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Whatever you think of Sam Mitchell, the way the Wolves fired him was disrespectful

MinnPost photo by Craig Lassig
While we talk about the growth and maturation of cornerstone players such as Andrew Wiggins and Karl-Anthony Towns, the truth is that Sam Mitchell improved on the job as much as his young team.

After the Minnesota Timberwolves had gleefully caroused their way over the outmanned New Orleans Pelicans, 144-109, to close out the 2015-16 season Wednesday night, their poised and pleased head coach Sam Mitchell did not seem like a man who had just been cut loose by the franchise.

Indeed, as he had for the last month or so of the season, Mitchell lobbied to retain his job. He talked about the value of continuity in the NBA. His most emotional moments were reflecting on the passing of President of Basketball Operations and his predecessor as coach, Flip Saunders.

“We put together a video about the season and about coach and about what the season meant for us,” Mitchell said. “And under difficult circumstances how these guys came together and played together every night and how they bought into what we were selling…I’m proud of my coaches, proud of my players. Now we’ll just have to wait and see what happens.”

Lest there be any doubt, Mitchell’s closing words to the media Wednesday night were, “I am happy that Mr. Taylor gave me the opportunity under difficult circumstances; he could’ve done a lot of other things. Now I’ll just go through the process, and continue to work. I’m under contract I think until June 30 so we got draft work to do and things of that nature. I’ll take a few weeks off, like everybody. And then I’m sure you guys will see me around. I’ll be around until I hear, ‘Don’t come around no more.’”

Shortly after midnight, a press release landed in my email box, titled “Minnesota Timberwolves Launch Search for Head Coach and Head of Basketball Operations.” The first sentence stated that the team “announced that Sam Mitchell has been relieved of his interim head coaching duties, effective immediately.”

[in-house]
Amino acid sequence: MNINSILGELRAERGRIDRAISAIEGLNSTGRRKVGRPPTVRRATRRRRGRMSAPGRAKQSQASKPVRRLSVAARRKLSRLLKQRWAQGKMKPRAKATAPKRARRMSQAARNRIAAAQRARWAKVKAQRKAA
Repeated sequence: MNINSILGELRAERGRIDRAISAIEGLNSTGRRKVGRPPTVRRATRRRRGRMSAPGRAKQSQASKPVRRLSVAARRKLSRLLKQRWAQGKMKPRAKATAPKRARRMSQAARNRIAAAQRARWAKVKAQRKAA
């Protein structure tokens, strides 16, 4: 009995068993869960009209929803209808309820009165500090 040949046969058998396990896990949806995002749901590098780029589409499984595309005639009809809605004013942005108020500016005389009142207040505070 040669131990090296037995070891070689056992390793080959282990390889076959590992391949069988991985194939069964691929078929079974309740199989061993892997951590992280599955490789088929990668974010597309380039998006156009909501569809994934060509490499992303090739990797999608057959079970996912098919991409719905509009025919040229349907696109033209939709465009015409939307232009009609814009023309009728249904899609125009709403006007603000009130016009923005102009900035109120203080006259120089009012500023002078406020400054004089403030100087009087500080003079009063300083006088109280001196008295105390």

The press release went on to state that the Wolves had engaged a search firm, Korn Ferry, to fill the vacancies for head coach and President of Basketball Operations, the latter position filled this season by general manager Milt Newton. It pointedly noted that “the search will focus exclusively on candidates outside the current organization.”

Near the end of the release, Wolves owner Glen Taylor is quoted as saying “We will always be grateful to Sam for his contributions this season and wish him and his family the best in the future.”

The final paragraph reads, “The team’s search for these two basketball leadership positions will be wide-ranging and extensive. Milt Newton will continue to serve as General Manager as the new leadership team is assembled. No timeline has been set and no further updates will be provided until the conclusion of the searches.”

In other words, Sam Mitchell, “Don’t come around no more.”

Bait and switch

It is difficult not to feel conflicted by this latest turn of events.

Taylor has been notorious, and justly criticized, for overweening loyalty to the people he has hired, and for his stubborn refusal to depart from a familiar circle of people with ties to him and the organization. There is even a catchphrase, “the country club,” for his chummy insularity.